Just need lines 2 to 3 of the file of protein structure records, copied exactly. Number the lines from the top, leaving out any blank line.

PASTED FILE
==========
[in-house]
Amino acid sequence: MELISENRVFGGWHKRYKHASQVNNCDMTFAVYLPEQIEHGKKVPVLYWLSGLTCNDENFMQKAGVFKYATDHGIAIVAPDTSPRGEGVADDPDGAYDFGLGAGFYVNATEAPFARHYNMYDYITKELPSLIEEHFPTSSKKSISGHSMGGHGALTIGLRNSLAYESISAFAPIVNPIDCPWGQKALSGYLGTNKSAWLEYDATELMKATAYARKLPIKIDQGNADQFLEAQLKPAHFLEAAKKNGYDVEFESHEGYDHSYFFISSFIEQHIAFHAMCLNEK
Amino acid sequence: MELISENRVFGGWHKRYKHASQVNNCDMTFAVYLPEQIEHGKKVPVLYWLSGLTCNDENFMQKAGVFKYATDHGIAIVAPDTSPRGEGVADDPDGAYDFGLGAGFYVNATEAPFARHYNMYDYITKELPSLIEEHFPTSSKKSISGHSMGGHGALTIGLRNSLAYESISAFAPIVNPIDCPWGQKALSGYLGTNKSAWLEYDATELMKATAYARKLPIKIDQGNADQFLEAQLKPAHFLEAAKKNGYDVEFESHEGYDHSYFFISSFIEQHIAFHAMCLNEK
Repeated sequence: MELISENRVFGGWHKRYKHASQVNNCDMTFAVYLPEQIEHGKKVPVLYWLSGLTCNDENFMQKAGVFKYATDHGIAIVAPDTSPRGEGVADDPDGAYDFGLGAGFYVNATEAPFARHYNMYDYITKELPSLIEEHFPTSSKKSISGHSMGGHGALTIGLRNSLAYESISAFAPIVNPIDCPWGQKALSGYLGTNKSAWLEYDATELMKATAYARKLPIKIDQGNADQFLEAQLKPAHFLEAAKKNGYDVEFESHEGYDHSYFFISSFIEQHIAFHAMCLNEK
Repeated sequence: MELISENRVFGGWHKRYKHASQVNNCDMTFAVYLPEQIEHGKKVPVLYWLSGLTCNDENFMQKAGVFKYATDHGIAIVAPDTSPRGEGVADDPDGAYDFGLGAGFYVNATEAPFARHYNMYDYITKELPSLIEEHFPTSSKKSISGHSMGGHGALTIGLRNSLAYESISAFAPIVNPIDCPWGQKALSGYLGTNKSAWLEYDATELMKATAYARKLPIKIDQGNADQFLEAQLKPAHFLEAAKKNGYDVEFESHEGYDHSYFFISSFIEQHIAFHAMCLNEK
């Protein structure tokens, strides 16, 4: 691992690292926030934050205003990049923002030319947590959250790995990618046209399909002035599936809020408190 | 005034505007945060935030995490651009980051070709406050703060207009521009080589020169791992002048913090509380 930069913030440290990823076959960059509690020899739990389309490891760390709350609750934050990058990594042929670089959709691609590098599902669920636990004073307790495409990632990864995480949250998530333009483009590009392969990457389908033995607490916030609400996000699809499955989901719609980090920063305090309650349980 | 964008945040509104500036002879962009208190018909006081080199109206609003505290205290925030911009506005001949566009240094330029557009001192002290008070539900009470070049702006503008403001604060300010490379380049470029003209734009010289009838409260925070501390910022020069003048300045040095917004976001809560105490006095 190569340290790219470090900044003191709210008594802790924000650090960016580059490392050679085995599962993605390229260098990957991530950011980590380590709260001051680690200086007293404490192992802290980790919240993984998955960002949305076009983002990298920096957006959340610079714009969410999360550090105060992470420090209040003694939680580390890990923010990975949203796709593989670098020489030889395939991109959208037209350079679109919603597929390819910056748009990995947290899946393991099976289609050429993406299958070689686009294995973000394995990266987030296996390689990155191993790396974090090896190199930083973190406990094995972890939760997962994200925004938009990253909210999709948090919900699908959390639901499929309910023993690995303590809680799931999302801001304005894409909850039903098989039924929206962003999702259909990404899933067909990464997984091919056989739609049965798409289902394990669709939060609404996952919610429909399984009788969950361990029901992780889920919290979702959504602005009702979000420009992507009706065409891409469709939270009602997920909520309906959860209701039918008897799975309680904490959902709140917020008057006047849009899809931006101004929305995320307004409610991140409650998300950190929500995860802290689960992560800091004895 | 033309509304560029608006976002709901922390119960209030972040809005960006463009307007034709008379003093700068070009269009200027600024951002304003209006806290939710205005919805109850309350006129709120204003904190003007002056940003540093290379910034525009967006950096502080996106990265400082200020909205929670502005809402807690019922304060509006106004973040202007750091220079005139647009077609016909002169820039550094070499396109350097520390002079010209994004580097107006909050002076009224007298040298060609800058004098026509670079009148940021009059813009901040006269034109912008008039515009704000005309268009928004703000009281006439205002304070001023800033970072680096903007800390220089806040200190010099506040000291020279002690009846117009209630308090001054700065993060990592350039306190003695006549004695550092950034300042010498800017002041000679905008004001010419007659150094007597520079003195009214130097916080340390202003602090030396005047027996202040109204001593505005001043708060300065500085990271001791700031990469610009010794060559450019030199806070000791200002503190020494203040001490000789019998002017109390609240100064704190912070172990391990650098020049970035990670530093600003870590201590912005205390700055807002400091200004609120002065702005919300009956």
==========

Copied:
Amino acid sequence: MELISENRVFGGWHKRYKHASQVNNCDMTFAVYLPEQIEHGKKVPVLYWLSGLTCNDENFMQKAGVFKYATDHGIAIVAPDTSPRGEGVADDPDGAYDFGLGAGFYVNATEAPFARHYNMYDYITKELPSLIEEHFPTSSKKSISGHSMGGHGALTIGLRNSLAYESISAFAPIVNPIDCPWGQKALSGYLGTNKSAWLEYDATELMKATAYARKLPIKIDQGNADQFLEAQLKPAHFLEAAKKNGYDVEFESHEGYDHSYFFISSFIEQHIAFHAMCLNEK
Amino acid sequence: MELISENRVFGGWHKRYKHASQVNNCDMTFAVYLPEQIEHGKKVPVLYWLSGLTCNDENFMQKAGVFKYATDHGIAIVAPDTSPRGEGVADDPDGAYDFGLGAGFYVNATEAPFARHYNMYDYITKELPSLIEEHFPTSSKKSISGHSMGGHGALTIGLRNSLAYESISAFAPIVNPIDCPWGQKALSGYLGTNKSAWLEYDATELMKATAYARKLPIKIDQGNADQFLEAQLKPAHFLEAAKKNGYDVEFESHEGYDHSYFFISSFIEQHIAFHAMCLNEK